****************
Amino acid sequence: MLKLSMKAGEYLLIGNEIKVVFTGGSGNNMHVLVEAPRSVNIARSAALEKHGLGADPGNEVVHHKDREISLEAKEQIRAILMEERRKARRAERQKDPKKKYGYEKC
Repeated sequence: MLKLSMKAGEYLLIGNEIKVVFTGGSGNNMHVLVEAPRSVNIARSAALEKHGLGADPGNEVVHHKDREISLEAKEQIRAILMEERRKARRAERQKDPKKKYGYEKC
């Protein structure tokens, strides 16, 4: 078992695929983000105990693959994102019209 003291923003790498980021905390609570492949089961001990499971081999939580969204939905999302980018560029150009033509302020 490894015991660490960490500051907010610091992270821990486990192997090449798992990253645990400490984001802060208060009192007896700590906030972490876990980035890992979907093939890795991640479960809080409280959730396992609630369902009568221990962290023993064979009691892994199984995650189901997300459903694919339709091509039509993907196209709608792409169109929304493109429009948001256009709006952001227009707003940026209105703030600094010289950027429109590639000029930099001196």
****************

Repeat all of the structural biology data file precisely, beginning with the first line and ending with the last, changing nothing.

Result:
Amino acid sequence: MLKLSMKAGEYLLIGNEIKVVFTGGSGNNMHVLVEAPRSVNIARSAALEKHGLGADPGNEVVHHKDREISLEAKEQIRAILMEERRKARRAERQKDPKKKYGYEKC
Repeated sequence: MLKLSMKAGEYLLIGNEIKVVFTGGSGNNMHVLVEAPRSVNIARSAALEKHGLGADPGNEVVHHKDREISLEAKEQIRAILMEERRKARRAERQKDPKKKYGYEKC
């Protein structure tokens, strides 16, 4: 078992695929983000105990693959994102019209 003291923003790498980021905390609570492949089961001990499971081999939580969204939905999302980018560029150009033509302020 490894015991660490960490500051907010610091992270821990486990192997090449798992990253645990400490984001802060208060009192007896700590906030972490876990980035890992979907093939890795991640479960809080409280959730396992609630369902009568221990962290023993064979009691892994199984995650189901997300459903694919339709091509039509993907196209709608792409169109929304493109429009948001256009709006952001227009707003940026209105703030600094010289950027429109590639000029930099001196």